Monday, February 13, 2017


We are in the midst of a brutal blizzard that has been burying us with snow since 4 PM yesterday, so 9 hours. The winds are howling and the snow flying sideways.  It is supposed to last until 8 or 9 PM, with totals locally 18-24 inches are more.  I have to say, I am happy that I did not have to get to work this morning, though I am sure the roads will be a mess tomorrow as well.  The not-so-great news is that this is not the end of our unbelieveable week of snow.  We're supposed to get at least half of our yearly amount during this week alone!

Last Sunday, the ground was dry without a speck of snow.  We have had 5 storms since then, with another coming Wednesday into Thursday.

This photo was taken out my bedroom window yesterday morning, before the blizzard arrived, so the snow you see had fallen over the past 6 days, equaling ~15 inches.

Here are some taken this morning, blizzard still roaring;

Inside our den.  These windows are 5 feet off the ground, and as of now, the snow is already higher than in these pics.

Looking through a larger den window at some suet we put out yesterday before the storm.  We have had several birds come for food, both here and at the adjacent seed feeder, to which they cling as it flies around.

This one was taken through a door recently, right after a plow went by;

You can't really tell where our piles stop and across the street begins!

So what to do on days like this?  Well, I needed to wash some of my hand knit socks, and they helped brighten up an otherwise dreary day.

The hat is the one my hubby was using while he went out shoveling and picture-taking this morning.  Shoveling was useless, by the way - the snow has already filled back in and gotten higher.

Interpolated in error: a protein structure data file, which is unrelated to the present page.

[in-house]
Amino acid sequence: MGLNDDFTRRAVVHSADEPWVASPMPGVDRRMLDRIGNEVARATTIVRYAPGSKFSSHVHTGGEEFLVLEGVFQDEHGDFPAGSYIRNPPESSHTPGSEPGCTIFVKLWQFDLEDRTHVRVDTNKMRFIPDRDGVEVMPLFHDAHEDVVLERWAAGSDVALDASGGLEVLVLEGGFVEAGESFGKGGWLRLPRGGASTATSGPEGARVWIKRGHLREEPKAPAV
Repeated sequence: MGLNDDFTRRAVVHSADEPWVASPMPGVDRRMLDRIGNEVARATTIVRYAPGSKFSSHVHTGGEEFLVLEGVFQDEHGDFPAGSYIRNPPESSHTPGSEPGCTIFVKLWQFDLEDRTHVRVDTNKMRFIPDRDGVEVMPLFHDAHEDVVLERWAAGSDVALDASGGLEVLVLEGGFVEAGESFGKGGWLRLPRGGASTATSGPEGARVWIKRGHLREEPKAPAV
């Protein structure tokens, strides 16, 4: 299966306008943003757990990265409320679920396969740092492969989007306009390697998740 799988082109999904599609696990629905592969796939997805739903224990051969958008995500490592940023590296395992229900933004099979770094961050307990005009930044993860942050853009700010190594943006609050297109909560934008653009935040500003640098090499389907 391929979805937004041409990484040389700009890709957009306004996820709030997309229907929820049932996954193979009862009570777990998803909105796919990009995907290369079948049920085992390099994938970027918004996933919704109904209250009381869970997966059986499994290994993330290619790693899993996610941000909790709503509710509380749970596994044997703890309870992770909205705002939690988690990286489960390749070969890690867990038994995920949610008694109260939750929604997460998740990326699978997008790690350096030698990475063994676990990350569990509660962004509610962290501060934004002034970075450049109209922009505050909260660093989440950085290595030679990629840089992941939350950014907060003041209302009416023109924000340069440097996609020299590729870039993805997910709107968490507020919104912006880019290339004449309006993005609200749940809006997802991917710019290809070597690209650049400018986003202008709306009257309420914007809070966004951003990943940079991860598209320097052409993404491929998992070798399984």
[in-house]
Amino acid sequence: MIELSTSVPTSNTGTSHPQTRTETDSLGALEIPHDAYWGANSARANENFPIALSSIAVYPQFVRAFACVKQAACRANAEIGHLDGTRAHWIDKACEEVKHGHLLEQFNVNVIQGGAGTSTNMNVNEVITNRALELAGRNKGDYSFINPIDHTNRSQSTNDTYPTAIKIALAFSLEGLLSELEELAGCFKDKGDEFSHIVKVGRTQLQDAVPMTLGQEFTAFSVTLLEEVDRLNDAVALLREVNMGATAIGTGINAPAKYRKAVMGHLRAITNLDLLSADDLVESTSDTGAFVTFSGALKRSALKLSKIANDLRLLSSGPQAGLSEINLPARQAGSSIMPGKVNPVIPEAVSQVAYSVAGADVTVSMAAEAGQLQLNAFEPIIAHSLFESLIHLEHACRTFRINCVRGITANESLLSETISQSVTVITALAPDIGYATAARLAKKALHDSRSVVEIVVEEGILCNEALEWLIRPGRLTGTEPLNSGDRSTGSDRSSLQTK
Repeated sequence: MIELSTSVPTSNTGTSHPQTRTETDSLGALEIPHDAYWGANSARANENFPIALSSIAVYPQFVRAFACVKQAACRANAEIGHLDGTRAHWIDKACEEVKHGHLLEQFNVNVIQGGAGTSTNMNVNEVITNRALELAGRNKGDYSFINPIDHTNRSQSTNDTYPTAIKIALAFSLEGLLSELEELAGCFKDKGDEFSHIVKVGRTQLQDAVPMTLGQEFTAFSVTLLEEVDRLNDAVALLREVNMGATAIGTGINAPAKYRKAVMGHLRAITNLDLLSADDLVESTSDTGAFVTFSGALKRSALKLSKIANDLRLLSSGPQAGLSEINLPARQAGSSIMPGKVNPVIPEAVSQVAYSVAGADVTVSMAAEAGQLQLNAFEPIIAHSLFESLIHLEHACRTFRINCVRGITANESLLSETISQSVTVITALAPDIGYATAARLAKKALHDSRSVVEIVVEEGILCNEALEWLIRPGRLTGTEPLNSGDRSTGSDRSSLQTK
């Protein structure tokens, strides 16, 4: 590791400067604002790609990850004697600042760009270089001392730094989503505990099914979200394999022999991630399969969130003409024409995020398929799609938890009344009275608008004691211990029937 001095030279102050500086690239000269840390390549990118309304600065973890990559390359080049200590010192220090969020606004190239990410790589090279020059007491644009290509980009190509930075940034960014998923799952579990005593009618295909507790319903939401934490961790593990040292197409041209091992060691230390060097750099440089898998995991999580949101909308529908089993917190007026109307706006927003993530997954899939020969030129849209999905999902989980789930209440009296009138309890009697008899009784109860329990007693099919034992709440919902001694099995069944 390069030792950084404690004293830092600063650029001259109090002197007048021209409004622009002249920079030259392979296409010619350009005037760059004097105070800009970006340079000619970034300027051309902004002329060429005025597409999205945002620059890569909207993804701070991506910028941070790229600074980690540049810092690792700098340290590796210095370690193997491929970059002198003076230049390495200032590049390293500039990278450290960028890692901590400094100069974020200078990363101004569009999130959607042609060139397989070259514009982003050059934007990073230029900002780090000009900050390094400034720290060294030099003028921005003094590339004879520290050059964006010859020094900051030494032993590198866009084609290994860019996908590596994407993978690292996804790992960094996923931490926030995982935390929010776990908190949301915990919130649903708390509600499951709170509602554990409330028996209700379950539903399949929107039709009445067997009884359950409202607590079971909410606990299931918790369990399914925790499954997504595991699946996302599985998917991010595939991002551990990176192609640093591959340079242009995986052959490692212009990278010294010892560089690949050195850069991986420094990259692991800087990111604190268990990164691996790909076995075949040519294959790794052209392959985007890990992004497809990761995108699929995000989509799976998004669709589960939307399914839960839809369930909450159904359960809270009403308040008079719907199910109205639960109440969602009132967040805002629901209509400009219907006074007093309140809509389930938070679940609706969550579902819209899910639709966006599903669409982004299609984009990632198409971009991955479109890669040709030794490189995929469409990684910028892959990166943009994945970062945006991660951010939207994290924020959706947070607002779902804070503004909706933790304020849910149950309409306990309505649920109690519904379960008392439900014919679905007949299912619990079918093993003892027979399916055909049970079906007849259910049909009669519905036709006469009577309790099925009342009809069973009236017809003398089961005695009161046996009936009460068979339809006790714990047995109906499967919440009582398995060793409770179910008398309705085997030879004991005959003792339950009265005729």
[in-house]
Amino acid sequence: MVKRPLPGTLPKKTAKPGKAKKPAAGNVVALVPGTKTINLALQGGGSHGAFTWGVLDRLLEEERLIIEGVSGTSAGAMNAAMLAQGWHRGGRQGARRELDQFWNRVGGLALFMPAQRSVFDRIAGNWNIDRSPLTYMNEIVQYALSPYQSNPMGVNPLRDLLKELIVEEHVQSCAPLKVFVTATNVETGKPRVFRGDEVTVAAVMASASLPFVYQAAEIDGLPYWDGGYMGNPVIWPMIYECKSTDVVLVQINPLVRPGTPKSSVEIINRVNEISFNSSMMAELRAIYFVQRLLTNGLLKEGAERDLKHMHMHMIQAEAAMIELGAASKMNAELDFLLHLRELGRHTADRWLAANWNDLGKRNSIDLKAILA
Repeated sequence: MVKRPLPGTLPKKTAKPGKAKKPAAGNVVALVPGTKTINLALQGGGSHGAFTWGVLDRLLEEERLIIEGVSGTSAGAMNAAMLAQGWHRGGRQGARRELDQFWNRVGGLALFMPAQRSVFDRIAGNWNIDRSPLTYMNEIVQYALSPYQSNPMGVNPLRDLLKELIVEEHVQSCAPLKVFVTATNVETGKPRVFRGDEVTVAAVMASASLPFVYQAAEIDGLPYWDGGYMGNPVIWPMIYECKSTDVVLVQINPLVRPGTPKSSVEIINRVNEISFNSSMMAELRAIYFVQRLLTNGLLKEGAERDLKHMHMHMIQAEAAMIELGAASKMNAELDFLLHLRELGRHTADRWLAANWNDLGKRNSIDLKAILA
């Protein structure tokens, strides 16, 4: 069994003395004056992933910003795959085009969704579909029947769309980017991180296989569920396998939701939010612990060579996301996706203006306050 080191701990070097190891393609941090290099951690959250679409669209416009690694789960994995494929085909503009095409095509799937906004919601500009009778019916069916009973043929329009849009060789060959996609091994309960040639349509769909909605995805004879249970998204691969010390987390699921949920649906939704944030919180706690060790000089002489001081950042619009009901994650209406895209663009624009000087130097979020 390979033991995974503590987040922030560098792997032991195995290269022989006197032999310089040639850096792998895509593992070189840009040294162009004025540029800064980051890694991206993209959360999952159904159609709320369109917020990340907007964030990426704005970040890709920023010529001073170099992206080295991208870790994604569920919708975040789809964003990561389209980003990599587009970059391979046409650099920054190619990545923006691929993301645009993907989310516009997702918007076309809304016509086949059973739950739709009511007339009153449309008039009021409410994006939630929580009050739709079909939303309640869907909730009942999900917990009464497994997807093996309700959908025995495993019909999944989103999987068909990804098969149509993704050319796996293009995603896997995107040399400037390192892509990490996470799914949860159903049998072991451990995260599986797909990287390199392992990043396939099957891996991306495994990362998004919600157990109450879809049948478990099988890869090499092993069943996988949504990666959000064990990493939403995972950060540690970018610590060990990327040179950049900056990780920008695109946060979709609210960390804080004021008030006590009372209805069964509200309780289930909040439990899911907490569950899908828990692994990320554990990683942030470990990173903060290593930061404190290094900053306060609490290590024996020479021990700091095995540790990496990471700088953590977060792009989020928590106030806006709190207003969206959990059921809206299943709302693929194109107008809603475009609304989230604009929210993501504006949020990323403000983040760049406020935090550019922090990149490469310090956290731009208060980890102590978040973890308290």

In weaving news, I finished up my tencel scarf warp while home all week with a terrible cold.  At the last minute I decided to sew them into infinity scarves instead of keeping them straight.  I also had enough warp left for a bonus, smaller cowl.  I really liked that pattern, and can recite the treadling in my head, so I may wind a warp for another batch, if I can come up with a good color combo.

For the first time, I had one of my floating selvedges break twice, so I decided to try to weave without it, and it worked out nicely.  Good to know for the next time.

Surprisingly, when I closed up my loom after taking the scarves off, there was a large amount of tencel fuzz under and on the loom.  Personally, I've never had anywhere near this much after a scarf warp, so I wonder why this time?

I never thought I would say this, but thank goodness for vacuum cleaners!

Monday, January 30, 2017

Slowly Moving Forward

Since my last post I been making an effort to get to the loom, at least a little bit, every day I'm available here at home.  I'm also really trying to not feel pressured to reach a certain goal, or spend a certain amount of time weaving, but to weave until I just don't want to anymore.  I'm easily driven and competitive with myself, but that never leaves me feeling good about myself, so at least for now, I am trying to take my foot off the gas, just a bit.